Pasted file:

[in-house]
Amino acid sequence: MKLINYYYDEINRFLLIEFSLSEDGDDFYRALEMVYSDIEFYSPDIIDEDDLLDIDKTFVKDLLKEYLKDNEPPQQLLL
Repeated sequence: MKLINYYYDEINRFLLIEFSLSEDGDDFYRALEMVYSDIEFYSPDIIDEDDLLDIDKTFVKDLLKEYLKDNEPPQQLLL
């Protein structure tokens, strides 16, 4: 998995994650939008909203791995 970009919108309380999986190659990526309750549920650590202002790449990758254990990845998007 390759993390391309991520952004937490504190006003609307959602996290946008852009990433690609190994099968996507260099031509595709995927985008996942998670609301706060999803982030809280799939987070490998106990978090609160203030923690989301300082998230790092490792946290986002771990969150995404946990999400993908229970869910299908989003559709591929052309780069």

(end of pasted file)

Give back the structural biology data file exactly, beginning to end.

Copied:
[in-house]
Amino acid sequence: MKLINYYYDEINRFLLIEFSLSEDGDDFYRALEMVYSDIEFYSPDIIDEDDLLDIDKTFVKDLLKEYLKDNEPPQQLLL
Repeated sequence: MKLINYYYDEINRFLLIEFSLSEDGDDFYRALEMVYSDIEFYSPDIIDEDDLLDIDKTFVKDLLKEYLKDNEPPQQLLL
């Protein structure tokens, strides 16, 4: 998995994650939008909203791995 970009919108309380999986190659990526309750549920650590202002790449990758254990990845998007 390759993390391309991520952004937490504190006003609307959602996290946008852009990433690609190994099968996507260099031509595709995927985008996942998670609301706060999803982030809280799939987070490998106990978090609160203030923690989301300082998230790092490792946290986002771990969150995404946990999400993908229970869910299908989003559709591929052309780069």